Theology is simple. It comes from the Greek words ‘theos’ and ‘logos’ – God and words. Theology is words about God.
If you have something to say about God, you’re a theologian—even if all you want to say about God is that He’s a man-made idea, created by weak people to find hope in a crisis or by strong people to control the weak through fear and intimidation.
Words are important. But they’re limited. They’re like pictures in frame that capture one dimension of reality but can’t mirror the multi-dimensional experience of actually being there.
For a long time, God spoke to people with words that were spoken, written, read and listened to: pictures in frames that were too small to capture the reality of God. But it was never His intention to depend on words to reveal His nature. For that purpose, He gave us a child.
The Word became flesh*
In the past God spoke to our ancestors through the prophets at many times and in various ways, but in these last days he has spoken to us by his Son, whom he appointed heir of all things, and through whom also he made the universe. The Son is the radiance of God’s glory and the exact representation of his being, sustaining all things by his powerful word.**
That’s good theology. It reveals the ironic thing about theology: that words are not enough to describe the fullness of God. You need to put a face to the Name. It was always God’s intention to give us more than merely words. He wanted to show us His face. At the first Christmas, we saw it in Jesus.
His face showed us what we we were meant to look like; what we were meant to live like.
A poem is made up of words, but it is not merely words. A song is made up of notes, but it is not merely notes. A man is made up of molecules, but he is not merely molecules.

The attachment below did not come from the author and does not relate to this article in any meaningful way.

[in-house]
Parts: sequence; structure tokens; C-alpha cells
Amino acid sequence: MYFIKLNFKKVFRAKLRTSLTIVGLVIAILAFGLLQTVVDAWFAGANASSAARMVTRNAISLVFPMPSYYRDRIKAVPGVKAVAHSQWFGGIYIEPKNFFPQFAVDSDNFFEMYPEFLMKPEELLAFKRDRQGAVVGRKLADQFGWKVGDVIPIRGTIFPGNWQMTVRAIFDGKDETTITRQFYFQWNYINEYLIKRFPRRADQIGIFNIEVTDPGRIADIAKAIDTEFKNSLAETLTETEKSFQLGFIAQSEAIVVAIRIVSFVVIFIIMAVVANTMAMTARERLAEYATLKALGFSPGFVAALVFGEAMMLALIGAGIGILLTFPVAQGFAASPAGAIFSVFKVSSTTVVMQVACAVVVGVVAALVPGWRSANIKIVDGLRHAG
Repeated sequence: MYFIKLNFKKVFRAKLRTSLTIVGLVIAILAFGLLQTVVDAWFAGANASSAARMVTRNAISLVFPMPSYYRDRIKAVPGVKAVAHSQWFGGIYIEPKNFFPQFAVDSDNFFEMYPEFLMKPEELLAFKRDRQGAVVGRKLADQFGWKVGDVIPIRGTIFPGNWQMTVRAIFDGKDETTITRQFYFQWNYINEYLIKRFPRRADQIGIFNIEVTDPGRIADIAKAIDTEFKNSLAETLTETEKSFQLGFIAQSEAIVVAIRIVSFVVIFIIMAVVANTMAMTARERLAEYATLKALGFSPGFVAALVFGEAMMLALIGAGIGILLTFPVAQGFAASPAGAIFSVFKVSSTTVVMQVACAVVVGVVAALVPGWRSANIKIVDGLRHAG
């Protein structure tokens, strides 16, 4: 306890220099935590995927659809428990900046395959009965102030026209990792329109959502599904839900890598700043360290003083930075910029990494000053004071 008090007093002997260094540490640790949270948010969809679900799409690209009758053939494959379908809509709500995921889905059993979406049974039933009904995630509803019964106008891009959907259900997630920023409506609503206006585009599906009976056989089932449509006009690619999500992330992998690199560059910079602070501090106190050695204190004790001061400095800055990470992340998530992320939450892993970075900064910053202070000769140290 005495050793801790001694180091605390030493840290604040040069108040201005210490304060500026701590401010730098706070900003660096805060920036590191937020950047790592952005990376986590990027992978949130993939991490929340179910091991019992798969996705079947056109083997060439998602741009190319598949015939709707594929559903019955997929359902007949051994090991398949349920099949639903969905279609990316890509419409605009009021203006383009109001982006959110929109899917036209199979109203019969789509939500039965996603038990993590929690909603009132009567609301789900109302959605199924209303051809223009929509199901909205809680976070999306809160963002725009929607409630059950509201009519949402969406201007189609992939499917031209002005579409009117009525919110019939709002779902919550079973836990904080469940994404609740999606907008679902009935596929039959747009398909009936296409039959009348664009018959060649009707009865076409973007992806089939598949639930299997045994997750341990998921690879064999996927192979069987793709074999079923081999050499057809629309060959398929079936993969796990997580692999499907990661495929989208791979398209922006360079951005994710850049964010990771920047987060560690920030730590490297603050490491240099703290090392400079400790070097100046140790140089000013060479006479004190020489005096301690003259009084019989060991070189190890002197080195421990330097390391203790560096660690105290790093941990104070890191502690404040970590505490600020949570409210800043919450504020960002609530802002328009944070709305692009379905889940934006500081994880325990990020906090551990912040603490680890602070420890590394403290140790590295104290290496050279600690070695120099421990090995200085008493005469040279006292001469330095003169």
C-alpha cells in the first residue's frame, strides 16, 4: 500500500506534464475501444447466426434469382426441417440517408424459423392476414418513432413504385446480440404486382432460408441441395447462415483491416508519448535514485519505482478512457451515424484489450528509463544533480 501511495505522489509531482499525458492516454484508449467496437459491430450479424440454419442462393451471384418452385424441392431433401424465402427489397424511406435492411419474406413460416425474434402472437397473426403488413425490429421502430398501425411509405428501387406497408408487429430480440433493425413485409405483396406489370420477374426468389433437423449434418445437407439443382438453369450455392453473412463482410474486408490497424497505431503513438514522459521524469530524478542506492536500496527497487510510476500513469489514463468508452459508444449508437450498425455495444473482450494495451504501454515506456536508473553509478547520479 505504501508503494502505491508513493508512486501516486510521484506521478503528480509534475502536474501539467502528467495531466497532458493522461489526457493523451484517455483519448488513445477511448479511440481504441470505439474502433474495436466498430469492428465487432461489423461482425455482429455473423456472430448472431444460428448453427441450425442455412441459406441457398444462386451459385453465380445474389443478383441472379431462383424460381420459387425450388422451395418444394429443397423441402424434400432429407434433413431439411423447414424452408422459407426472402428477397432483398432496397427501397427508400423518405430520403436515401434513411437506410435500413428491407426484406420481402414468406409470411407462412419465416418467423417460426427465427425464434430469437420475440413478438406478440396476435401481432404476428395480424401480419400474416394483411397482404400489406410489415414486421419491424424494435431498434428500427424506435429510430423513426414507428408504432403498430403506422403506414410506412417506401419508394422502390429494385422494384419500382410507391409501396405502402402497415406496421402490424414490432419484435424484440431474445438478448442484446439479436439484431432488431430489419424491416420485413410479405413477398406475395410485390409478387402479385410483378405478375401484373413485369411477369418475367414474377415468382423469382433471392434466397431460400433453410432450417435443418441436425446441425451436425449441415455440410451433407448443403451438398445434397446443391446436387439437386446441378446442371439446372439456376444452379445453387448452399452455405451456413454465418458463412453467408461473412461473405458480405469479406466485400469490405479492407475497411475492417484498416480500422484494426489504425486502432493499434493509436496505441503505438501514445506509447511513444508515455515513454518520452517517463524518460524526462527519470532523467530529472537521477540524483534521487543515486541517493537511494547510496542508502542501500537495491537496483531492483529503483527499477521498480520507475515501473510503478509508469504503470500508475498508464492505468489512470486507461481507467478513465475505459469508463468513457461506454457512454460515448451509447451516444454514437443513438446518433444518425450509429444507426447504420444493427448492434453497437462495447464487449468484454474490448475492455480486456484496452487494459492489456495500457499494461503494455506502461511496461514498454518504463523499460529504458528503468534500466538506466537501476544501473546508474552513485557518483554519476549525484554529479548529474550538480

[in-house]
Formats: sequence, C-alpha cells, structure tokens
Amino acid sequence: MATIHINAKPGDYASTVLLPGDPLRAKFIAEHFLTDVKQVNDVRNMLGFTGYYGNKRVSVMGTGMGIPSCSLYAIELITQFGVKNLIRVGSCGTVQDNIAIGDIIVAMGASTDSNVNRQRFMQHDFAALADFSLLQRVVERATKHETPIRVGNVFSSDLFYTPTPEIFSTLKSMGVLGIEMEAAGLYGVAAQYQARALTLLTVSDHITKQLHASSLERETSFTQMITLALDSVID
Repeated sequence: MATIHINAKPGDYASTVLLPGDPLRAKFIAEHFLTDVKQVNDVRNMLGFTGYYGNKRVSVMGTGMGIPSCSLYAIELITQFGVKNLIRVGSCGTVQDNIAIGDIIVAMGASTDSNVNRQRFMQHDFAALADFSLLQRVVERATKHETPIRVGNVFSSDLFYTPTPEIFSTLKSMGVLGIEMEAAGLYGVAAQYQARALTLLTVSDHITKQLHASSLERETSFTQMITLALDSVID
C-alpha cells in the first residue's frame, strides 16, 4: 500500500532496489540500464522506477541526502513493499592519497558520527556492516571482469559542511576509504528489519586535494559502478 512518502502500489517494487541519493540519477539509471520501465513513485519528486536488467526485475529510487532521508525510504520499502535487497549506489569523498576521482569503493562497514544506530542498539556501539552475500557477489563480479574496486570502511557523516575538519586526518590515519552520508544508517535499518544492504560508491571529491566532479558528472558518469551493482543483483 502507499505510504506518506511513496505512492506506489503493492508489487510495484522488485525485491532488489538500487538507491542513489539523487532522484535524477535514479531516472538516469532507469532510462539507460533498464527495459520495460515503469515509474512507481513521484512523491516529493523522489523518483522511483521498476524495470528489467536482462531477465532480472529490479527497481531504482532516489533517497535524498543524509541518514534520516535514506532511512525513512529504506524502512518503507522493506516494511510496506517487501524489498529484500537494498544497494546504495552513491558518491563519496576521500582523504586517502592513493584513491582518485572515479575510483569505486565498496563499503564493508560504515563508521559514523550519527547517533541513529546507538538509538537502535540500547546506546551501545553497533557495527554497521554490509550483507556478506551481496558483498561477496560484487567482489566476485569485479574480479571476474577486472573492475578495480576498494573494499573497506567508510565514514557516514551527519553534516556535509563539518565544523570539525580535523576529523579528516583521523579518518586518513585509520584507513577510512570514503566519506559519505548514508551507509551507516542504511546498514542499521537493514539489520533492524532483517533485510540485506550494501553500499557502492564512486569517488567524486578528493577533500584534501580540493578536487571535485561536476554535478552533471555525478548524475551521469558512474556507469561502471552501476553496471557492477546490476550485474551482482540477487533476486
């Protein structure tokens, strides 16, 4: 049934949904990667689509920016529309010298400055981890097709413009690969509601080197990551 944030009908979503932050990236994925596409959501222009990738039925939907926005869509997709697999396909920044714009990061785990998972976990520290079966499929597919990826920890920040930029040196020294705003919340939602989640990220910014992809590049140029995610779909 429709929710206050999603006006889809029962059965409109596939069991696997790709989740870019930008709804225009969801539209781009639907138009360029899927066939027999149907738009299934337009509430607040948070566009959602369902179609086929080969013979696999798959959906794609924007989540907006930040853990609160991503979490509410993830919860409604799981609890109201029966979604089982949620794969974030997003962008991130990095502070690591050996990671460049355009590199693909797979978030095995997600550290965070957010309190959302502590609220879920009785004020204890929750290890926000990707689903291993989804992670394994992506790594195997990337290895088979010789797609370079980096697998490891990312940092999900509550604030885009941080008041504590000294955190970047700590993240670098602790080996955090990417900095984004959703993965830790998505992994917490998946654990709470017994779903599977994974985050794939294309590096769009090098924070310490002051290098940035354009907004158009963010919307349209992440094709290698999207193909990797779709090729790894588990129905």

It’s true: the whole is greater than the sum of its parts. But our parts are scattered. We are lost and estranged, constantly trying to find the words—in songs, stories, film and fiction—to describe our decadence. But only one word matters and it is not even a word. It is the Word become flesh.
The face of God, visible in a Child, who became a Man, lived among men and died for all men, so that we would live for Him.
Good theology feeds the soul, nourishes the mind, lifts the heart and gives strength to the body. All the things a healthy relationship has proven to do for people.
There is no greater theology than a relationship because there is no greater life than the one that flows from a relationship with our Maker. When God and man were not on speaking terms, it was the sky that broke the silence.
In a time of political oppression, to a people without power, God sent an angel and promised them the birth of a Saviour. The time had come for a wound to be healed.
God and man would no longer be strangers separated by religion. The time for peace had come; and it was God who took the initiative: no longer with words alone, but with a Person.
Shepherds were invited. Rulers were confused. Wise men were curious and Cattle were witnesses, at the birth of Christ. When God decided to come into the world, He came in through the backdoor and chose to live in the servant’s quarters.
Everything about Jesus rebukes the trite words we use to describe God. Through Him, we know that God doesn’t use religion to exploit the poor, justify violence, condemn the outcast and oppress the marginalised.
Through Him, we find our purpose: The Word wants to become flesh again. Not in His Child, but in His children.
To resonate with the spirit of Christmas is to be sons and daughters of God, so that His face can be seen in us again: not with words that reveal the folly of man, but with faces that reflect the glory of God.
This is Christmas: that Christ revealed to us the face of God, that we may turn our faces to Him and that our faces might reflect the glory of God, for all the world to see.
Image Credit: Meg